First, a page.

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Utilization of lipopolysaccharide challenge in cynomolgus macaques to assess IL-10 receptor antagonism

Kamperschroer, C;Goldstein, R;Schneider, PA;Kuang, B;Eisenbraun, MD;
Product: ULTRA PURE LPS from Escherichia coli O111:B4

The current era of drug discovery has been marked by a significant increase in the development of immune modulating agents to address a range of diseases such as cancer, chronic inflammation, and other conditions of dysregulated immunity. Non-clinical evaluation of these agents in animal models can be challenging, as the presence of an active immune state is often required in order to detect the effects of the test agent. Modulation of interleukin (IL)-10 signaling represents this type of situation in that altering IL-10 action in vivo can be difficult to appreciate in the absence of an ongoing immune response. The study presented here reports on the use of lipopolysaccharide (LPS) challenge in cynomolgus macaques to induce predictable inflammatory cytokine responses. The results showed that IL-10 receptor (IL-10R) blockade with an antagonist monoclonal antibody (mAb) dramatically enhanced the LPS-induced cytokine response, thus demonstrating in vivo pharmacologic activity of this immunomodulatory antibody. We submit that this approach could be applied to other cases where the intent of a candidate therapeutic is to modulate components of inflammatory cytokine responses.

PubMed ID: 31464151
373137312019-10-232019-10-2312:32:3012:32:302019-12-052019-12-0514:23:1614:23:16Kamperschroer, C;Goldstein, R;Schneider, PA;Kuang, B;Eisenbraun, MD;Kamperschroer, C;Goldstein, R;Schneider, PA;Kuang, B;Eisenbraun, MD;20192019Utilization of lipopolysaccharide challenge in cynomolgus macaques to assess IL-10 receptor antagonismUtilization of lipopolysaccharide challenge in cynomolgus macaques to assess IL-10 receptor antagonismJournal Of ImmunotoxicologyJournal Of Immunotoxicology164-172164-1721616113146415131464151

The current era of drug discovery has been marked by a significant increase in the development of immune modulating agents to address a range of diseases such as cancer, chronic inflammation, and other conditions of dysregulated immunity. Non-clinical evaluation of these agents in animal models can be challenging, as the presence of an active immune state is often required in order to detect the effects of the test agent. Modulation of interleukin (IL)-10 signaling represents this type of situation in that altering IL-10 action in vivo can be difficult to appreciate in the absence of an ongoing immune response. The study presented here reports on the use of lipopolysaccharide (LPS) challenge in cynomolgus macaques to induce predictable inflammatory cytokine responses. The results showed that IL-10 receptor (IL-10R) blockade with an antagonist monoclonal antibody (mAb) dramatically enhanced the LPS-induced cytokine response, thus demonstrating in vivo pharmacologic activity of this immunomodulatory antibody. We submit that this approach could be applied to other cases where the intent of a candidate therapeutic is to modulate components of inflammatory cytokine responses.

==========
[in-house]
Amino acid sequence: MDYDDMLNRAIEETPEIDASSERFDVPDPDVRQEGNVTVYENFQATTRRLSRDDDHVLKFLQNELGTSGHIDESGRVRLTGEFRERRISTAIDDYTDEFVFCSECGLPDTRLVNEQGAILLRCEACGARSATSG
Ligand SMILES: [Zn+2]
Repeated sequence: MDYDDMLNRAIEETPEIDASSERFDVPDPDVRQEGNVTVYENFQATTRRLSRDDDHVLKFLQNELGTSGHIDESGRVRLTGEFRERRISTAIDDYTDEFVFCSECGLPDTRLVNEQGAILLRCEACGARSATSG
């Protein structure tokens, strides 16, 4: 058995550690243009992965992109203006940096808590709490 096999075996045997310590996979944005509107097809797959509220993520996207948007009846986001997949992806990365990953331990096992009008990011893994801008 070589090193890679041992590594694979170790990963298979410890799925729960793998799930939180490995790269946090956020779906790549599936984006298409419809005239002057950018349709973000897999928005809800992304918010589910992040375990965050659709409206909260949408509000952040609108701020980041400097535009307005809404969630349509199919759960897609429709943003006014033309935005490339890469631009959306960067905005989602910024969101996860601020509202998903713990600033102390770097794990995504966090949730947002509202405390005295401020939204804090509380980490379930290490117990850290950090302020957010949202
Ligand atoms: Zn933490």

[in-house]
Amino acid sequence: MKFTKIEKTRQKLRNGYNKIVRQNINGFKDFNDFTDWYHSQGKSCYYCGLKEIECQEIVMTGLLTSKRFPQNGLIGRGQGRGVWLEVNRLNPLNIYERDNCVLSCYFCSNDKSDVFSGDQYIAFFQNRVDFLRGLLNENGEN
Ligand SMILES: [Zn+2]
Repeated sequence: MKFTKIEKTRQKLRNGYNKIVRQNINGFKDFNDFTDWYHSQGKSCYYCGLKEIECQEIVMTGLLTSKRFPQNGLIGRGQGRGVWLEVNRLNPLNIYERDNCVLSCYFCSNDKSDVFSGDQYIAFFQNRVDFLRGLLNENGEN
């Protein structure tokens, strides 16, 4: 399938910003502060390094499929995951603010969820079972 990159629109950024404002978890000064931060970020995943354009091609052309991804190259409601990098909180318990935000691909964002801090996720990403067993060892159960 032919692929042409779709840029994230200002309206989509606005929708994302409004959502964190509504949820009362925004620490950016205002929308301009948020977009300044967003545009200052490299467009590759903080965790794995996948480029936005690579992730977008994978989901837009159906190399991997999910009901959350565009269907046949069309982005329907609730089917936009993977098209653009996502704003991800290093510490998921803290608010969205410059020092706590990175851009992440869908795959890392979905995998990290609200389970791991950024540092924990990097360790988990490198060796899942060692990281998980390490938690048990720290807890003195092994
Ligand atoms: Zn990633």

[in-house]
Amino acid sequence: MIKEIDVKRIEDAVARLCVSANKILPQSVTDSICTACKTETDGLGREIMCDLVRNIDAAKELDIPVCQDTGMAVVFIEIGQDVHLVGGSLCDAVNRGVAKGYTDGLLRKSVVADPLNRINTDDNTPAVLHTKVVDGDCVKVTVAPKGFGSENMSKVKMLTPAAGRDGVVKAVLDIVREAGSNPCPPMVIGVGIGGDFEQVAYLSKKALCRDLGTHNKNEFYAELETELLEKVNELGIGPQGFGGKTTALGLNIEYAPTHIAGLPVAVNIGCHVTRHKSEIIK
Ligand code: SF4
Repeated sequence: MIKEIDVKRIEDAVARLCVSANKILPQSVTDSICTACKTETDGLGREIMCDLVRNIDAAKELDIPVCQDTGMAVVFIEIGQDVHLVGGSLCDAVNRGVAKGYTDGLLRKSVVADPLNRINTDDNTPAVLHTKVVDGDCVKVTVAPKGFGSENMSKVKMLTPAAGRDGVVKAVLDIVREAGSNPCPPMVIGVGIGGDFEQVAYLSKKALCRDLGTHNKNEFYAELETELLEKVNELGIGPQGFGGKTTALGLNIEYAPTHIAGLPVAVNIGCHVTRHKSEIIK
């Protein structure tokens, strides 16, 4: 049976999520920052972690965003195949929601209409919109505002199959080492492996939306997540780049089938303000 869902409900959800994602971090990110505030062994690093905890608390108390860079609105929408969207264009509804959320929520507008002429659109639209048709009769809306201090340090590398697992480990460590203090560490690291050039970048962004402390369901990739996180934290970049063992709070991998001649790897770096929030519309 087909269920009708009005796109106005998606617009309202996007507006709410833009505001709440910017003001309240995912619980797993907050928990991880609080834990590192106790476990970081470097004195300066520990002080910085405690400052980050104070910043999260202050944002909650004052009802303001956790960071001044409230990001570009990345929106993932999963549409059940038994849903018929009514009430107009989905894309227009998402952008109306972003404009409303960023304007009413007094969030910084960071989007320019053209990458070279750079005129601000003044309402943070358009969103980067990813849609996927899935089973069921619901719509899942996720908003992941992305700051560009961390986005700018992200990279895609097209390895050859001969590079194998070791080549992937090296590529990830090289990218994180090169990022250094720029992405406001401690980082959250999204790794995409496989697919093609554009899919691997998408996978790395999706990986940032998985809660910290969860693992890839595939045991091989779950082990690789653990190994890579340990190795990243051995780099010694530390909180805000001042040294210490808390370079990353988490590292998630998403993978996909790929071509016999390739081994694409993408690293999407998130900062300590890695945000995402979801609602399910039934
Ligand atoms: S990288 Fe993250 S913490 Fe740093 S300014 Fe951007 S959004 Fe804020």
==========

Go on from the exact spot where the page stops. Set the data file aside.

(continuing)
The current era of drug discovery has been marked by a significant increase in the development of immune modulating agents to address a range of diseases such as cancer, chronic inflammation, and other conditions of dysregulated immunity. Non-clinical evaluation of these agents in animal models can be challenging, as the presence of an active immune state is often required in order to detect the effects of the test agent. Modulation of interleukin (IL)-10 signaling represents this type of situation in that altering IL-10 action in vivo can be difficult to appreciate in the absence of an ongoing immune response. The study presented here reports on the use of lipopolysaccharide (LPS) challenge in cynomolgus macaques to induce predictable inflammatory cytokine responses. The results showed that IL-10 receptor (IL-10R) blockade with an antagonist monoclonal antibody (mAb) dramatically enhanced the LPS-induced cytokine response, thus demonstrating in vivo pharmacologic activity of this immunomodulatory antibody. We submit that this approach could be applied to other cases where the intent of a candidate therapeutic is to modulate components of inflammatory cytokine responses.

1.71.7

LPS:

Ultrapure-grade LPS prepared from Escherichia coli 0111:B4 (List Biologicals, Campbell, CA) was reconstituted in sterile saline at 10 µg/ml and stored in aliquots at −20 °C until use in experiments. The specific bioactivity for the individual lot (4216A2) used for this work was not available, but the predicted activity provided by the vendor based on a similar lot was ≈6.75 × 106 EU/mg (communication from List Biologicals).

In vitro LPS challenge:

Whole blood was collected from animals into sodium heparin tubes (Beckton Dickinson, Caanan, CT) to prevent coagulation. Aliquots (200 µl) of each blood sample were dispensed into 96-well polypropylene plates and placed at 37 °C and 5% CO2 for 30 min. LPS diluted in sterile saline or saline only (control) was added to sample wells (10 µl volume) to achieve final LPS concentrations ranging from 0 to 10 μg/ml. The plates were incubated for an additional 5 h at 37 °C and then centrifuged at 4 °C for 10 min at 600g to pellet the cells. Plasma collected from each well was stored at −80 °C until analyzed. The concentration of TNF in each plasma sample was measured by ELISA using the Monkey TNF ELISA kit (U-CyTech, Utrecht, the Netherlands) according to manufacturer instructions. All samples were measured in duplicate.